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and a new and stronger tone in literature will be the result. The Kentucky stump-oratory, the exploits of Boon and David Crockett, the journals of western pioneers, agriculturalists, and socialists, and the letters of Jack Downing, are genuine growths, which are sought with avidity in Europe, where our European-like books are of no value. It is easy to see that soon the centre of population and property of the English race, which long ago began its travels, and which is still on the eastern shore, will shortly hover midway over the Atlantic main, and then as certainly fall within the American coast, so that the writers of the English tongue shall write to the American and not to the island public, and then will the great Yankee be born.
But at present we have our culture from Europe and Europeans. Let us be content and thankful for these good gifts for a while yet. The collections of art, at Dresden, Paris, Rome, and the British Museum and libraries offer their splendid hospitalities to the American. And beyond this, amid the dense population of that continent, lifts itself ever and anon some eminent head, a prophet to his own people, and their interpreter to the people of other countries. The attraction of these individuals is not to be resisted by theoretic statements. It is true there is always something deceptive, self-deceptive, in our travel. We go to France, to Germany, to see men, and find but what we carry. A man is a man, one as good as another, many doors to one open court, and that open court as entirely accessible from our private door, or through John or Peter, as through Humboldt and Laplace. But we cannot speak to ourselves. We brood on our riches but remain dumb; that makes us unhappy; and we take ship and go man-hunting in order by putting ourselves en rapport, according to laws of personal magnetism, to acquire speech or expression. Seeing Herschel or Schelling, or Swede or Dane, satisfies the conditions, and we can express ourselves happily.
But Europe has lost weight lately. Our young men go thither in every ship, but not as in the golden days, when the same tour would show the traveller the noble heads of Scott, of Mackintosh, Coleridge, Wordsworth, Goethe, Cuvier, and Humboldt. We remember when arriving in Paris, we crossed the river on a brilliant morning, and at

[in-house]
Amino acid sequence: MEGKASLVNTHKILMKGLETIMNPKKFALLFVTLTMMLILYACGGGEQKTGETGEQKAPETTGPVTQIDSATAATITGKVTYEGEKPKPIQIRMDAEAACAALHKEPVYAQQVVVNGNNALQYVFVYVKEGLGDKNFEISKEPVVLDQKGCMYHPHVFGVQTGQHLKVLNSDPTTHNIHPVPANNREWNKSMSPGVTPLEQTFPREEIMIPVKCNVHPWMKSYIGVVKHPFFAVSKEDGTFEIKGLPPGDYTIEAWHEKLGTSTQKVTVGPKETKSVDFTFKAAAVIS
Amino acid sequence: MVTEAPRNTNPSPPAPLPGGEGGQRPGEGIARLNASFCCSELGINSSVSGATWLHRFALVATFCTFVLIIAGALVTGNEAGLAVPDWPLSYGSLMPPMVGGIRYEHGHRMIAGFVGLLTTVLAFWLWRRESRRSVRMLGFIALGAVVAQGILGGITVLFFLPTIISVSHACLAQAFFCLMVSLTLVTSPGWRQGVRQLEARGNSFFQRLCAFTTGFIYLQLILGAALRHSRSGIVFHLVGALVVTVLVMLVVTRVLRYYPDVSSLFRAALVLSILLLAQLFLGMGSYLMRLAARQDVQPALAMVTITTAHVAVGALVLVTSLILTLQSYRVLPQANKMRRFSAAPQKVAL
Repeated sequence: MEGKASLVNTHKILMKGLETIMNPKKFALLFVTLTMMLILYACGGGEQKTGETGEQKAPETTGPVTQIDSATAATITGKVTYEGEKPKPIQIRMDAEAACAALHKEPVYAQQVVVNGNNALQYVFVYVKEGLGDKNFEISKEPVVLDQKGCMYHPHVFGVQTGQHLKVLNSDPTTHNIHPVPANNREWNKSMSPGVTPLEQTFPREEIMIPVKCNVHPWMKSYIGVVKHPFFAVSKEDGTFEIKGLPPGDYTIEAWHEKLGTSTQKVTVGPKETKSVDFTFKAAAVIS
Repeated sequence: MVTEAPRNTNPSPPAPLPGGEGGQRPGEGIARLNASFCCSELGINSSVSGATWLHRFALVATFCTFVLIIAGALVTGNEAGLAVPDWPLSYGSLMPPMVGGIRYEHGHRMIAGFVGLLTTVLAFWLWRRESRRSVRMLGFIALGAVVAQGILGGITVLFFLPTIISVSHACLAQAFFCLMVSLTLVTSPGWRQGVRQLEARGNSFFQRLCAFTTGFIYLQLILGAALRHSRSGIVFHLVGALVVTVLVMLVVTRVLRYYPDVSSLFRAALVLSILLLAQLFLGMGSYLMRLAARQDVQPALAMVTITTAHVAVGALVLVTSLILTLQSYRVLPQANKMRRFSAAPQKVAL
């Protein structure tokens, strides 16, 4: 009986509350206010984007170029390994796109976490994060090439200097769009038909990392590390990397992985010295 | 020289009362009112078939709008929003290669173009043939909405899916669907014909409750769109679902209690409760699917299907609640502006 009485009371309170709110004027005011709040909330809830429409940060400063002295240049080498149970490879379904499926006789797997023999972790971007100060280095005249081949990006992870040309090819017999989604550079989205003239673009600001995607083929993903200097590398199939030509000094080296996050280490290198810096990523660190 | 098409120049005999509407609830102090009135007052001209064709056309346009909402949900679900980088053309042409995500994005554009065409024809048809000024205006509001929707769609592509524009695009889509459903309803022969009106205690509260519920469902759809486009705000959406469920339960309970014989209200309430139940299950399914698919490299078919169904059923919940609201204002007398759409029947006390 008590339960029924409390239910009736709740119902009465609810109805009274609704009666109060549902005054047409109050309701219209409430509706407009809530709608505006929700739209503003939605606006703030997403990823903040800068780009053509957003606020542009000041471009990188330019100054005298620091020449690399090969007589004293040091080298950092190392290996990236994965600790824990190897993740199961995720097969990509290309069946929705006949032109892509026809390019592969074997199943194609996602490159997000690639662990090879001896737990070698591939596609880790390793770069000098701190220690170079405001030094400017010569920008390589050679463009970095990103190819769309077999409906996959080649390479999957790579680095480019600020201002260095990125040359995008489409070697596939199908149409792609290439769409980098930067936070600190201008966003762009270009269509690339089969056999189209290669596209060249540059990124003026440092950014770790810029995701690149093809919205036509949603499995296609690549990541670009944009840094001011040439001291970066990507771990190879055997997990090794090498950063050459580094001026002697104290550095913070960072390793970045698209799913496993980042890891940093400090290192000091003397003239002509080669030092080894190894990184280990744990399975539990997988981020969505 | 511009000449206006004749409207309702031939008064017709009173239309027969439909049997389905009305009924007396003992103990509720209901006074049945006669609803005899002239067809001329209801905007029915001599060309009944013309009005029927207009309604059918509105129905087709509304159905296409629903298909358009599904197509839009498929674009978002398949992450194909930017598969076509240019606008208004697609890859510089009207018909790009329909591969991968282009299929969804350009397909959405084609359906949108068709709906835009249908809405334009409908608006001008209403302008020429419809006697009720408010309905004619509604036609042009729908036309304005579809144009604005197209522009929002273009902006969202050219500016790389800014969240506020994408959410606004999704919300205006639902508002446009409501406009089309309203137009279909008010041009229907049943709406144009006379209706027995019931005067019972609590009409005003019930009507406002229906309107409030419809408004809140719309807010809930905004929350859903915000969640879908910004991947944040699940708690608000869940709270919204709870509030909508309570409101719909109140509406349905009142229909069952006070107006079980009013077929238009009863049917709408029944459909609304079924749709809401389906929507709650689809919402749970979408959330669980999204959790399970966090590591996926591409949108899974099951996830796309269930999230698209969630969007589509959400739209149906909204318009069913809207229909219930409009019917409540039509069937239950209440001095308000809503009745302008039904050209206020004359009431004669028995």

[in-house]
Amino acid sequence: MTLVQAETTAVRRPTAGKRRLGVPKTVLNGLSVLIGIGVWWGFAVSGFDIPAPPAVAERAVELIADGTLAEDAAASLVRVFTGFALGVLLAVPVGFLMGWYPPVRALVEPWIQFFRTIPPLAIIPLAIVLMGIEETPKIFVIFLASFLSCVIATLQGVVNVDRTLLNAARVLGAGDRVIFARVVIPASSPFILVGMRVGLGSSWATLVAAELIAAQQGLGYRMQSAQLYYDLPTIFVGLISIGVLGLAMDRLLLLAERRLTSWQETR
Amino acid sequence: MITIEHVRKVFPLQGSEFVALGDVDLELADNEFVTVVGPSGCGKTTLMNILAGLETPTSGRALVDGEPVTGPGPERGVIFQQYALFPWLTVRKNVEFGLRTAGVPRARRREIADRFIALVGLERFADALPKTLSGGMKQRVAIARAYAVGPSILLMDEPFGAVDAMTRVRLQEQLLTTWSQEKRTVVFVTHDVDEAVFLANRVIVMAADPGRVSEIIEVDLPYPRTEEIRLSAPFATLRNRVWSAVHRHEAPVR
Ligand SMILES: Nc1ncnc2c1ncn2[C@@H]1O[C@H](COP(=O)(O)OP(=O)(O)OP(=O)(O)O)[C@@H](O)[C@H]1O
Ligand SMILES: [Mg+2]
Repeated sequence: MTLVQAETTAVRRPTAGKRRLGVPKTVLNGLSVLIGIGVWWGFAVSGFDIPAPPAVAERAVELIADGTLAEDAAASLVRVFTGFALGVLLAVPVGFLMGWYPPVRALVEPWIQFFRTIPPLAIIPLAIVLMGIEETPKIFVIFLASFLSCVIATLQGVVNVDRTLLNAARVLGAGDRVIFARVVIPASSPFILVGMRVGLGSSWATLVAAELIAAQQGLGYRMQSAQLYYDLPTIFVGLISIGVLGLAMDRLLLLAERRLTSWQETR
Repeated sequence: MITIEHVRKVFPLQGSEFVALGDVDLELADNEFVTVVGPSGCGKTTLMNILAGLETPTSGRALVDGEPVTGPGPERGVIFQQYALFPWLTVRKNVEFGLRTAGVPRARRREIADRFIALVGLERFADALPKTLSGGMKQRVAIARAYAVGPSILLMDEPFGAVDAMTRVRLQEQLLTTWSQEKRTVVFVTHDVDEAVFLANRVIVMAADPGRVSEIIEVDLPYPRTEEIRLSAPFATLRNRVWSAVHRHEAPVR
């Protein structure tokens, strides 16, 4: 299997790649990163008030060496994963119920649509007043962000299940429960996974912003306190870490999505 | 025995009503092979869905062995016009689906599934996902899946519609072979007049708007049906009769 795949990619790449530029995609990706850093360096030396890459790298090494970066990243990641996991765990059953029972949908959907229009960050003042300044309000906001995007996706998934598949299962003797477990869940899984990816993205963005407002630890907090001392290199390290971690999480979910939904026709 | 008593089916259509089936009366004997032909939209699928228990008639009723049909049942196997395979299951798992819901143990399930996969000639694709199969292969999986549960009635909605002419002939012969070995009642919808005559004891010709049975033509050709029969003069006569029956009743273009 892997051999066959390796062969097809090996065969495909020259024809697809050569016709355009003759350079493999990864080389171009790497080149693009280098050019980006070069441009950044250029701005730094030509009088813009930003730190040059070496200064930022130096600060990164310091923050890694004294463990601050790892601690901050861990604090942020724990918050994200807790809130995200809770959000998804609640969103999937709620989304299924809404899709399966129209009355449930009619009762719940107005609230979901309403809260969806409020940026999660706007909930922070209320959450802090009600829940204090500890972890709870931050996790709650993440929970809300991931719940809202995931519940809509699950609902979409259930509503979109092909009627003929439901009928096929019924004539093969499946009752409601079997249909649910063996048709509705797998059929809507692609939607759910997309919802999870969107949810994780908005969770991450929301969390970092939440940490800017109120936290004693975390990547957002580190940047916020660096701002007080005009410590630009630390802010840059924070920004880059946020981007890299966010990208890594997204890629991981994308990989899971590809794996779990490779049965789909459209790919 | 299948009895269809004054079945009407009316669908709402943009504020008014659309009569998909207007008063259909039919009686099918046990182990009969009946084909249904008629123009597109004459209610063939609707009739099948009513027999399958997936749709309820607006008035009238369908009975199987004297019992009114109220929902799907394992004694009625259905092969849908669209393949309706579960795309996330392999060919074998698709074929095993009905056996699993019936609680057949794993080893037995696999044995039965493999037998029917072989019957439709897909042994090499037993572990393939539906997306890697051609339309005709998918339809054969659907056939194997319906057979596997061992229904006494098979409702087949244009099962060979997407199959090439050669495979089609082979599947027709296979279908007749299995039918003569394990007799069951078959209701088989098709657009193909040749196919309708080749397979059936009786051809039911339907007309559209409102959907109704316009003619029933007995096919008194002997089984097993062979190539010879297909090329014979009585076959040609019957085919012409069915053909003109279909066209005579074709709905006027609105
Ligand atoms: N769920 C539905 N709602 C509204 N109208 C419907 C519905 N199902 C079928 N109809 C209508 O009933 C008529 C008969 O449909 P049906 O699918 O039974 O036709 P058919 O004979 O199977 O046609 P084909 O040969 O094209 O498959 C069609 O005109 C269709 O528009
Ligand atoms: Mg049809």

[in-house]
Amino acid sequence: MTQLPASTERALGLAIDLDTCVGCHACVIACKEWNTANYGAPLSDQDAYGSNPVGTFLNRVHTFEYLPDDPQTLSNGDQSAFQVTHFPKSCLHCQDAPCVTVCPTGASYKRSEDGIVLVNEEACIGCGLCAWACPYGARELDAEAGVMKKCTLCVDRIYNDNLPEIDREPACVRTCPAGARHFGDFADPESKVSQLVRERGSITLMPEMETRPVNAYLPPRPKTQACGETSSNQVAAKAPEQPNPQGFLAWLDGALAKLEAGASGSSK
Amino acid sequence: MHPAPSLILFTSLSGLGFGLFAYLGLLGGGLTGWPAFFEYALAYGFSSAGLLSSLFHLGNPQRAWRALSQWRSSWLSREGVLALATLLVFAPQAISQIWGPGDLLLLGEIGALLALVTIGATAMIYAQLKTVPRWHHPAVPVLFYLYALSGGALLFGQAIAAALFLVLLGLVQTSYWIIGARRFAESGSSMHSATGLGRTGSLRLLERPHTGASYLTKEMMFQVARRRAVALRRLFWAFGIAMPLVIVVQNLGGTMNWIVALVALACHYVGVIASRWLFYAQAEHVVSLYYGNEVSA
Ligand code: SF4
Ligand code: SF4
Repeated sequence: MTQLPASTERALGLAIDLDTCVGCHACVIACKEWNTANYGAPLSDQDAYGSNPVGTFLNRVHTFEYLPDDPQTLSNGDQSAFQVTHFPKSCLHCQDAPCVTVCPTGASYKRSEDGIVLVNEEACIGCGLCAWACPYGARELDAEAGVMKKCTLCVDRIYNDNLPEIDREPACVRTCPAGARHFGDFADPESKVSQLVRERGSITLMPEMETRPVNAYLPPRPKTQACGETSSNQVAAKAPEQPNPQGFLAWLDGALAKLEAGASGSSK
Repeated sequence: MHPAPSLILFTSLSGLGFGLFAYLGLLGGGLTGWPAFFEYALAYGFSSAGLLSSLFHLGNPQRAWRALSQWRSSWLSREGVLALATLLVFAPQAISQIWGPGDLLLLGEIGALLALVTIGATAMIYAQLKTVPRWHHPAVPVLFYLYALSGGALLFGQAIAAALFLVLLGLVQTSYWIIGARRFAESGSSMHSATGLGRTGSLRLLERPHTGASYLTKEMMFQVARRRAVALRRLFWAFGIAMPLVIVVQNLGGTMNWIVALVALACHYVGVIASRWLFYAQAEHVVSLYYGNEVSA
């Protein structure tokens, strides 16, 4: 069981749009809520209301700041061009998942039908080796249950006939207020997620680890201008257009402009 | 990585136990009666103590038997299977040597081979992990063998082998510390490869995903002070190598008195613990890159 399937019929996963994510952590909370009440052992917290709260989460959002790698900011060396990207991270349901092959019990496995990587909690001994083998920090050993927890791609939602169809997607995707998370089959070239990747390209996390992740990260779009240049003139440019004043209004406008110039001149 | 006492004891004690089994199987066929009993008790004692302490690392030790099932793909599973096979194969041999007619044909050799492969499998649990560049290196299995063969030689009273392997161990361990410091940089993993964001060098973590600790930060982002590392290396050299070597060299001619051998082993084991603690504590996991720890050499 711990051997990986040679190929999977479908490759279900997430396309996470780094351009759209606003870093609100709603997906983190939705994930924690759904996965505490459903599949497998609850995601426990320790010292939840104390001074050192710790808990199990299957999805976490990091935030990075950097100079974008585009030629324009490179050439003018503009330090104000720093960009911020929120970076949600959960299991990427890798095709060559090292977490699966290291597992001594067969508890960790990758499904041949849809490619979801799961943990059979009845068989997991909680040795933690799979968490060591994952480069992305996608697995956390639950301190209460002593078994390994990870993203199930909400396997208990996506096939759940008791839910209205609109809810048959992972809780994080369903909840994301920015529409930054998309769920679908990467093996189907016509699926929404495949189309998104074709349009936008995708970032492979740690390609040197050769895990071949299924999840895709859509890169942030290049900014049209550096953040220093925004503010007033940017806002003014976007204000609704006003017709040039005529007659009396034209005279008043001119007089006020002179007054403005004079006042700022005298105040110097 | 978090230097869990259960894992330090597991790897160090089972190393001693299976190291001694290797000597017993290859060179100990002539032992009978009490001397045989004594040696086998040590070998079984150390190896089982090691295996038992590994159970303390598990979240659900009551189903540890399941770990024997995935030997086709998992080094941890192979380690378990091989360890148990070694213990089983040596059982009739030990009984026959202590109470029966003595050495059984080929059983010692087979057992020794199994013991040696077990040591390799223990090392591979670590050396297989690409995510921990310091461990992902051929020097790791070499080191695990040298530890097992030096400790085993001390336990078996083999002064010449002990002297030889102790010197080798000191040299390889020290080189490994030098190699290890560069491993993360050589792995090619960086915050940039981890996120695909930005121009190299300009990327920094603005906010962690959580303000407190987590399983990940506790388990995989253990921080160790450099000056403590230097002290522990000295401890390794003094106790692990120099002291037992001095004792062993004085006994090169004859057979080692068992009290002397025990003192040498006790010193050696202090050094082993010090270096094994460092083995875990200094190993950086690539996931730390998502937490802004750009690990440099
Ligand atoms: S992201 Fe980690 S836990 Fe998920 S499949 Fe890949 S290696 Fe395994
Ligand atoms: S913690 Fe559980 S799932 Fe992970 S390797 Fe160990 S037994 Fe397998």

the bookshop of Papinot, in the Rue de Sorbonne, at the gates of the University, purchased for two sous a Programme, which announced that every Monday we might attend the lecture of Dumas on Chemistry at noon; at a half hour later either Villemain or Ampère on French literature; at other hours, Guizot on Modern History; Cousin on the Philosophy of Ancient History; Fauriel on Foreign Literature; Prevost on Geology; Lacroix on the Differential Calculus; Jouffroy on the History of Modern Philosophy; Lacretelle on Ancient History; Desfontaines or Mirbel on Botany.
Hard by, at the Place du Panthéon, Dégérando, Royer Collard, and their colleagues were giving courses on Law, on the law of nations, the Pandects and commercial equity. For two magical sous more, we bought the Programme of the College Royal de France, on which we still read with admiring memory, that every Monday, Silvestre de Sacy lectures on the Persian language; at other hours, Lacroix on the Integral Mathematics; Jouffroy on Greek Philosophy; Biot on Physics; Lerminier on the History of Legislation; Elie de Beaumont on Natural History; Magendie on Medicine; Thénard on Chemistry; Binet on Astronomy; and so on, to the end of the week. On the same wonderful ticket, as if royal munificence had not yet sufficed, we learned that at the Museum of Natural History, at the Garden of Plants, three days in the week, Brongniart would teach Vegetable Physiology, and Gay-Lussac Chemistry, and Flourent Anatomy. With joy we read these splendid news in the Café Procope, and straightway joined the troop of students of all nations, kindreds, and tongues, whom this great institution drew together to listen to the first savans of the world without fee or reward. The professors are changed; but the liberal doors still stand open at this hour. This royal liberality, which seems to atone for so many possible abuses of power, could not exist without important consequences to the student on his return home.